Exploring the Intersectional Identities of Muslim Women through Modest Fashion.
- FCAD Centre for Fashion Diversity & Social Change
- Ryerson School of Fashion
The inaugural Modest Fashion Digital Storytelling Workshop was held in The Catalyst at the FCAD Centre for Fashion Diversity and Social Change, January 25-27, 2019. Click here for a review on the digital storytelling workshop conducted in this study.
Modest Fashion 2 “Revolution or Revival” was held on Tuesday March 12, 2019. A lecture by Romana Mirza was followed by a panel discussion with visionary entrepreneurs immersed in Modest Fashion to discuss the industry’s rapid evolution and its future: Dr. Umar Dar of Tuesday in Love, external link, a cosmetics company offering halal product to the Muslim consumer; Ms. Nadia Ibrahim, founder of modest fashion design label The Wifey Collection, external link; and Ms. Tahira Munir, designer and founder of modest fashion design label Nur by Tahira, external link and The Nur Shop, external link, a modest fashion retail store in Ajax. This lecture was brought to you by the Centre for Fashion Diversity and Social Change and the Ryerson School of Fashion in the Faculty of Communication and Design.
Findings from the 2018/19 research was presented in April 2019. This blog post, external link is based on the script from the presentation. The “Women Undercover” Master Research Project paper can now be downloaded here from Ryerson University’s Library Digital Repository.2018
Two inaugural Modest Fashion 1 lectures “Is it just a Muslim thing?” and “Modest Fashion – Tradition, Innovation, Subversion” were held and recognized, external link as a step toward expanding Ryerson’s School of Fashion focus on diversity in fashion. The lectures exposed students to the vast influence pop culture has on Modest Fashion and began to explore the intersectional identities of Muslims who choose to dress modestly as prescribed by their faith tradition.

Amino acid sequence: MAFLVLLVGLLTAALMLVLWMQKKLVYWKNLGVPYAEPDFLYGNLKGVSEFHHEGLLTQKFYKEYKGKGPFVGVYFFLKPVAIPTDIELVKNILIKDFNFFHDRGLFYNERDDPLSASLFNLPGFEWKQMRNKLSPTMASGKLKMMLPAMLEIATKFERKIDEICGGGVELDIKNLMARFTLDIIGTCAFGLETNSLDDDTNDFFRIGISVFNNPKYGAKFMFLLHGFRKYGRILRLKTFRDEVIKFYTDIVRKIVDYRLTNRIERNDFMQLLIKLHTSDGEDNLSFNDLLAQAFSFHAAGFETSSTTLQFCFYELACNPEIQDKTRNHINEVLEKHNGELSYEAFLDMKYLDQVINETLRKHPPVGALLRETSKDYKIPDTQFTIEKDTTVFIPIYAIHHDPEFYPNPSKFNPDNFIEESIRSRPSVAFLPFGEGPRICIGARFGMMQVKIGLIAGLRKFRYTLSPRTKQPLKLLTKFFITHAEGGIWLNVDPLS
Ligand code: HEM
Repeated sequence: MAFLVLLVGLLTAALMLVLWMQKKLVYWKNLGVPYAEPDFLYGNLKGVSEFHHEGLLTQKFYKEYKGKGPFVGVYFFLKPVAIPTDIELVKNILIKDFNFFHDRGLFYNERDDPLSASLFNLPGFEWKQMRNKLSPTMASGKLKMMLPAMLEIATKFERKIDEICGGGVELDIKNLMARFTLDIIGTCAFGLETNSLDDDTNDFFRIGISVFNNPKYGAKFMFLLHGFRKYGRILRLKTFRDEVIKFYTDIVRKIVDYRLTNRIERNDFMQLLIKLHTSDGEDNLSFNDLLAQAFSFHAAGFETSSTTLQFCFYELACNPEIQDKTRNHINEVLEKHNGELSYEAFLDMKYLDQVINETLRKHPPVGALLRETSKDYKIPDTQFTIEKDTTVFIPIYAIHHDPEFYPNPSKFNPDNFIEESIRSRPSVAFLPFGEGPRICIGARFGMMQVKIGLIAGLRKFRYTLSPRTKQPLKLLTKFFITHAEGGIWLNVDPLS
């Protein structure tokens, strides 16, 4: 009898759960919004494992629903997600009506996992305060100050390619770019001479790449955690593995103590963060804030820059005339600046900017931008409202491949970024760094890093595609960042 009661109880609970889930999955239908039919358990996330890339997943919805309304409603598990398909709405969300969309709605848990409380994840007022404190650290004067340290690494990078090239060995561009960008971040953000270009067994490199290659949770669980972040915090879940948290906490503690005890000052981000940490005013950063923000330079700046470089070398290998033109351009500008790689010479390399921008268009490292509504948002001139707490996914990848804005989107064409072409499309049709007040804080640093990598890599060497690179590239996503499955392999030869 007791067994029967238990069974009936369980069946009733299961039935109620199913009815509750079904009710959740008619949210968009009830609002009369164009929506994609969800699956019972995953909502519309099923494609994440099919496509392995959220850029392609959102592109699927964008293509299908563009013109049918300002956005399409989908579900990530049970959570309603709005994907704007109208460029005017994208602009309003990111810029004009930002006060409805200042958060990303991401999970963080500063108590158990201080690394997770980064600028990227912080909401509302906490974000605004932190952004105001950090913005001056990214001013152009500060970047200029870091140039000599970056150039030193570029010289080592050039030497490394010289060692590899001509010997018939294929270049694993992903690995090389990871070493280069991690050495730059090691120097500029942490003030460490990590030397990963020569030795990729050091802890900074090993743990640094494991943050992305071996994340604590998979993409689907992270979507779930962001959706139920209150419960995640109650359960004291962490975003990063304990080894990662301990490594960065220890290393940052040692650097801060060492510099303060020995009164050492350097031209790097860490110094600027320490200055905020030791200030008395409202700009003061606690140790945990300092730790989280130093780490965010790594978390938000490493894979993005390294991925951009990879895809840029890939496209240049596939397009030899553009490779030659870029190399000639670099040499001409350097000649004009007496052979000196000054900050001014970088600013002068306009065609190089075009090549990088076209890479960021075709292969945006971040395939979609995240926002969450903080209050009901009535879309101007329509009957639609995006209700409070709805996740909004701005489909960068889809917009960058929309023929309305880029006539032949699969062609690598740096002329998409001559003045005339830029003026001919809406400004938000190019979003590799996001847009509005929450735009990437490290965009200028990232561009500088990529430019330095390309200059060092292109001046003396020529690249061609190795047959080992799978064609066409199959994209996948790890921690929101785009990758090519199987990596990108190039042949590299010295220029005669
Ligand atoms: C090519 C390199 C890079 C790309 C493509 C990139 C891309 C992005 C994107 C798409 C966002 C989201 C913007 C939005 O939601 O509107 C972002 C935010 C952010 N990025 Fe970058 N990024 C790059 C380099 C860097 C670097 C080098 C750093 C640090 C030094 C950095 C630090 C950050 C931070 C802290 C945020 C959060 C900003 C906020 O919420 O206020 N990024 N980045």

As part of her internship in the graduate MA Fashion program, Romana Mirza completed the analysis and findings report for “the first, most comprehensive study, external link giving voice to modest fashion consumers” (IFDC, external link, 2018). In October 2018 she was quoted in British Vogue, external link on the behavioural habits of modest fashion consumers.
In the fall of 2018, sixteen wardrobe interviews with Muslim women ranging in age from 23 to 73 were conducted. All research participants wear the headscarf and dress modestly and come from a range of cultural backgrounds. The findings from this research will be published in Romana Mirza’s final MRP thesis submission in 2019
This project introduces the ethnographic research method of wardrobe interviews to research in modest fashion and the arts-based research method of digital storytelling to fashion studies. The first stage of the project consists of interviews with women of diverse ages, bodies, professions, and ethnicities. During this stage, participants provide a tour of their wardrobes and describe the feelings and memories they attach to their clothes. This format allows the exploration of participants’ wardrobes in a setting that is familiar and allows them to open up and share memories of worn experiences both positive and negative.
The second stage is a digital storytelling workshop. Where current scholarship fails to uncover the deeper, nuanced experience of wearing the hijab digital stories allow research participants to have agency over their stories and express deeper and more subtle feelings.
This video was created by the lead researcher, Romana Mirza, in the Researcher-in-Training Digital Storytelling Workshop led by the Re•Vision Centre & Bodies in Translation, University of Guelph in April 2018.
This research presents new ways of learning about the lived experiences of Muslim Women who wear the headscarf or hijab in the West that have not been explored by diverse academic voices. The goal of this research is to build understanding between communities by breaking stigmas associated with Muslim women's dress while disproving stereotypes driven by misogynistic and unrealistic ideals constructed by Western culture.
#modestfashion #artsbasedresearch #fashionstudies #digitalstorytelling
These digital stories were developed by participants in the digital storytelling workshop facilitated by Romana Mirza and hosted by the Centre for Fashion Diversity and Social Change in January 2019 at The Catalyst, Faculty of Communication and Design, Ryerson University.
- “Contemporizing Modesty” https://www.fashionstudies.ca/contemporizing-modesty, external link
- “Legislating the Female Body: The Burkini™ Controversy and Contemporary Swimwear Needs” Poster Presentation
- “Advancing Research in Modest Fashion Through Arts-based Methods” presented at the Popular Culture Association 2019 National Conference